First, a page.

Lawyer Has Hope That Auctions of Sacred Items Will Someday Stop

Last week we saw yet another contested auction of sacred Native American items in Paris. Will it ever end? The lawyer who helps the Hopi sees a way.

A new auction of sacred Hopi katsinam and Navajo masks took place in Paris on December 15, despite attempts to stop the sale that included a letter from the American Ambassador in Paris, Mrs. Jane D. Hartley, to the auction house.

A Navajo delegation, led by Navajo Nation Vice President Rex Lee Jim, purchased seven sacred Navajo masks, for a total of $9,120. mentions Jared King, "In total, there were 24 masks on sale this summer," Jared King, Communications Director of the Navajo Nation Washington Office, explained to ICTMN. "Those seven were part of that previous sale where, unfortunately, we were not able to buy. This is the first time we've traveled abroad to buy our masks from an auction house; we decided to do so after the summer sale. They are now back with our medicine people, going through a cleansing process before our wintertime ceremony. They were not meant to be hanging on walls of galleries, or museums. That is the difference between our concepts, and the western approach. "

RELATED:Navajo Nation Buys Back 7 Sacred Masks at Controversial Parisian Auction

As for the future, Federal Judge Diane J. Humetewa’s presence in Paris last spring, and her meetings with the French authorities, might have an impact on future auctions of sacred items in France, as lawyer Pierre Servan Schreiber explained to us.

What’s new, since the last auction?

From a legal perspective, nothing much; we tried three times to get the sale suspended, but the court said that if the items were improperly exported or acquired from the United States, we should make claims against the owners. We responded that there was no time, as we learn about the sales just before they take place. But we did request the names of the sellers and buyers from the auction house after the first sale—which they refused to give to us, naturally.

So this time, we did not try to suspend the sale before it happened, but we are filing a motion to obtain the names of the sellers and buyers. Whether we will obtain from the judge the authorization to get those names and addresses remains a question, as there is strong resistance. But the French minister of justice, Mrs. Christiane Taubira, seems interested in the matter, and has asked the French auction sale regulator to prepare a report on the question. So, we wait…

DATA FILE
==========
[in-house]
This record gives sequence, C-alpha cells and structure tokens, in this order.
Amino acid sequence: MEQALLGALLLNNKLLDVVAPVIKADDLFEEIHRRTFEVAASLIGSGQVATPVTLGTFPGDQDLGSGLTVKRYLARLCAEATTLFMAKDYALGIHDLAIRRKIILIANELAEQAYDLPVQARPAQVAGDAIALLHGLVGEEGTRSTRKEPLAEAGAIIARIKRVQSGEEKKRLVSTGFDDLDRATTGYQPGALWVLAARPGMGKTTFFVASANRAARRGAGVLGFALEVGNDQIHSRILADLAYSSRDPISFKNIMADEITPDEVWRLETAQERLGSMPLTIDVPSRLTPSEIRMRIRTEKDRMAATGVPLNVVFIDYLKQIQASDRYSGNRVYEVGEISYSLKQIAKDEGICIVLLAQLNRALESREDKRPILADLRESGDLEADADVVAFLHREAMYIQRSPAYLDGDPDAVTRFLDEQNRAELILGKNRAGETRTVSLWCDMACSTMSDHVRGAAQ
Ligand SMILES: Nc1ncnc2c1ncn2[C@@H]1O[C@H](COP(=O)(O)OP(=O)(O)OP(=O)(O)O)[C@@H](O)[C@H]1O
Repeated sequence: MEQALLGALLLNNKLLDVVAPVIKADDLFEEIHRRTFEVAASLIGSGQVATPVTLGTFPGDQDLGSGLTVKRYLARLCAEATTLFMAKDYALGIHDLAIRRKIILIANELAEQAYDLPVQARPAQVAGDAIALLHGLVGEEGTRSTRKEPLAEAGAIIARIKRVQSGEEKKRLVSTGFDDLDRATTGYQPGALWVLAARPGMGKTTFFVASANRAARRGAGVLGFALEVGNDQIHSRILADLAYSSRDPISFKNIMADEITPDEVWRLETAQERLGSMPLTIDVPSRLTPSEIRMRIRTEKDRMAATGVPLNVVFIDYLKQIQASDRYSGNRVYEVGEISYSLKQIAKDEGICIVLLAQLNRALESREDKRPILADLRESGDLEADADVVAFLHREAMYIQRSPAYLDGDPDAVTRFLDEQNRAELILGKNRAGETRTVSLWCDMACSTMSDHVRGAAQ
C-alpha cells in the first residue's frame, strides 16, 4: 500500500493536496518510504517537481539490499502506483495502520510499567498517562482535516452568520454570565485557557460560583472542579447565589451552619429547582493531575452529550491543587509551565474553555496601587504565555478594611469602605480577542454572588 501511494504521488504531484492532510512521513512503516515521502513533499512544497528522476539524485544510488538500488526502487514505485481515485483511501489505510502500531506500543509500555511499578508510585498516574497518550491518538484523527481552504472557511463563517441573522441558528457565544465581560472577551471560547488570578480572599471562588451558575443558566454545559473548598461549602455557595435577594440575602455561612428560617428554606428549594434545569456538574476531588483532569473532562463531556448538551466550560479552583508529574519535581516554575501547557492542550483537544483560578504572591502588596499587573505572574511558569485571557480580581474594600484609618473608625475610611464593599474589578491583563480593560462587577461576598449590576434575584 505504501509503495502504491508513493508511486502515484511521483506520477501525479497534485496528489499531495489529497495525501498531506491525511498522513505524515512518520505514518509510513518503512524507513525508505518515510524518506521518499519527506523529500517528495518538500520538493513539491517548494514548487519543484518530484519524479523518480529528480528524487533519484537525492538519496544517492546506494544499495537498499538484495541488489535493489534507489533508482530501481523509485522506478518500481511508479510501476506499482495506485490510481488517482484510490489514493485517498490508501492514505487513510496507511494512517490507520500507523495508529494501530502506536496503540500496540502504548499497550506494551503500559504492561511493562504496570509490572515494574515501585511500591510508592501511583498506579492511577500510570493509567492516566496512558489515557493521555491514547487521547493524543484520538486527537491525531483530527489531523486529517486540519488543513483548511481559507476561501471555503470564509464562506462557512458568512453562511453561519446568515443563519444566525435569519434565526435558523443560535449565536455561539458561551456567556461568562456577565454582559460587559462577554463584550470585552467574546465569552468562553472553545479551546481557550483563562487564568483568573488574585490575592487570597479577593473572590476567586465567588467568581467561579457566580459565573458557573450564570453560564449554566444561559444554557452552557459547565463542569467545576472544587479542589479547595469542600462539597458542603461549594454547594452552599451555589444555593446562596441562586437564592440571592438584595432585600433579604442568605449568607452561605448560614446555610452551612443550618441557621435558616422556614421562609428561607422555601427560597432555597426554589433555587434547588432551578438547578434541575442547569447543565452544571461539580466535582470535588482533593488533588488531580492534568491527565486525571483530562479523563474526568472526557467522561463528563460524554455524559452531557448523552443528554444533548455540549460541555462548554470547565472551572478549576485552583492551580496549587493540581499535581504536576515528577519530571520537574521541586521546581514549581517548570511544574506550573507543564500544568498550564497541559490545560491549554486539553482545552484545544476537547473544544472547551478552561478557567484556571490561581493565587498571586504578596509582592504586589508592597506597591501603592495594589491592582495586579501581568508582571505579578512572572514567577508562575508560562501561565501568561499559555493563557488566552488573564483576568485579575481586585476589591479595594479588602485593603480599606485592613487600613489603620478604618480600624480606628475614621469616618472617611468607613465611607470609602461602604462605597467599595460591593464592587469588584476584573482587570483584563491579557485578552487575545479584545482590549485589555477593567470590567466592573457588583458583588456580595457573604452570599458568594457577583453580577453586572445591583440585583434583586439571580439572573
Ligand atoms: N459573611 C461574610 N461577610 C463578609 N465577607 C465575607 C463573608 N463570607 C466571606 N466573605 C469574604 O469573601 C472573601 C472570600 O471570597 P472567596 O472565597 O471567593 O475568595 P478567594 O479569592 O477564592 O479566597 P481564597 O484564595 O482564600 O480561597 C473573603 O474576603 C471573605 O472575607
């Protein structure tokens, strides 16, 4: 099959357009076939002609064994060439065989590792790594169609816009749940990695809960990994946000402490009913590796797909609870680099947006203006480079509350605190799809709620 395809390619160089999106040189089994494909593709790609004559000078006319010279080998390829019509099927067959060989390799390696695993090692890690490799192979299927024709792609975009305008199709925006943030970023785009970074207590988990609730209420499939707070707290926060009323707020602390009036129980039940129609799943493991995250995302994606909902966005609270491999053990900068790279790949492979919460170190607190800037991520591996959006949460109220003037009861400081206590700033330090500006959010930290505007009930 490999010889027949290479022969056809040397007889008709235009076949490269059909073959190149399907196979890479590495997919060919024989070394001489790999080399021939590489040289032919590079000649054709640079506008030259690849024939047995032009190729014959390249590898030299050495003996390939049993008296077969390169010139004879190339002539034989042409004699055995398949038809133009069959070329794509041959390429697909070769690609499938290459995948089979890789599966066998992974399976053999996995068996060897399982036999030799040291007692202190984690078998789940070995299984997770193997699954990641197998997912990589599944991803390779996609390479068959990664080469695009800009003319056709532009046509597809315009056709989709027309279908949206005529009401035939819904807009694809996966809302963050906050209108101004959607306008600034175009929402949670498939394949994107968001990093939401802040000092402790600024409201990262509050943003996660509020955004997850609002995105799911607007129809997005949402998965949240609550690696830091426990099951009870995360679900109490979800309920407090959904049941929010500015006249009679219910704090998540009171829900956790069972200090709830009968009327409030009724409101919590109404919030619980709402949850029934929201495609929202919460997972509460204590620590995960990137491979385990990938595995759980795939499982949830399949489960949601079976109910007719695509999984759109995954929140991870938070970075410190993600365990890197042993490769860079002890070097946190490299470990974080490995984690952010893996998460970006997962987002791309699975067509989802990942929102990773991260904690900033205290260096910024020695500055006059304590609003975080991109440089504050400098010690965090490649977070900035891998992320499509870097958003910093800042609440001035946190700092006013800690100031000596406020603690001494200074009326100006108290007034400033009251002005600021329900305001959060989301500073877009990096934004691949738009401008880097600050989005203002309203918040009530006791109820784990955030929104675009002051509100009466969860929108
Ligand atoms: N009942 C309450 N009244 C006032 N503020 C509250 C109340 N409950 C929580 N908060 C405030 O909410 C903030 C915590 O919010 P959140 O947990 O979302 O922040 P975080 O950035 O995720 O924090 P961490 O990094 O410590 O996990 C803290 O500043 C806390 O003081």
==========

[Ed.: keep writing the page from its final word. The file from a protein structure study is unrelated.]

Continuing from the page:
Why is Mrs. Taubira interested?

Diane J. Humetewa, the federal judge recently appointed by President Obama, came to Paris last spring, and met Mrs. Taubira, who became interested, listening to what Mrs. Humetewa told her about the Katsinam.

So what would be the main obstacles for changes?

France is a big art market, and the general perception is that it should continue—therefore every art object should be freely bought and sold.

And there is a big cultural difference; in order to protect katsinam, we need to stress their importance in the Hopi religion. And that is a point of reluctance in France, for a judge to rule on whether an object is sacred or not. France is one of only two countries in the world which does not have any reference to God, or religion, in its constitution. It is a very secular system, so judges do not like to be asked to rule whether something is sacred.

How will you proceed then?

We would like a new treaty between France and the U.S.A. to be signed, reciprocating the Native repatriation act of the United States, in French law. Items exported after 1990 should be returned to the Natives. The French ministers of justice, of foreign affairs, and of culture, are in charge of that now. With Mrs. Taubira interested, it should be possible.

Though the identification of buyers is not allowed?

The internal regulation of auction houses says it is confidential—but it is not a law, just an internal regulation. And it would enable us to bring the people to court, ask them where and when they got the items from: if it is after the 90’s, we can claim ownership, and restitute them to the Hopi.

What was the auction like ?

There were tensions. The auctioneer made it clear that he would not tolerate any disturbances during the sale. And a person who expressed herself loudly was transferred by the security out of the room. 

I had a security guard behind my back, watching everything I was doing on my iPhone. So it was quite tense.

So "sacredness" is a delicate issue in France, and more so with recent violence by Islamic extremists, and polemics on the topic of religion and identity. If the French view is to deny these items' religious status, is it better to address this matter as an issue of post-colonialism?

Yes, I think you are right. That is why we did not address the sacredness, but said that these items are protected under US law, and have agreed, through a treaty, that this protection should apply in France so that the katsinam be returned to the Hopi, regardless if they are sacred or not.

How do you see the evolution of the auctions—what would be the process to prevent future ones?

There is a growing sensitivity to the issue, due to press releases, meetings, etc. The only way those sales could be prevented is by creating a collective perception that it is wrong. Whether through the media, or court action, people need to know why it is wrong, so that everybody thinks it is.

We have prepared a Franco-US treaty, to put limitations to the law, that we sent to the French minister of justice, and are now waiting for the next step. It should go through Parliament, so it is not going to happen tomorrow. We are looking at one or two years, before a draft law is proposed.

But I hope that one day, people will realize that not everything can be bought or sold.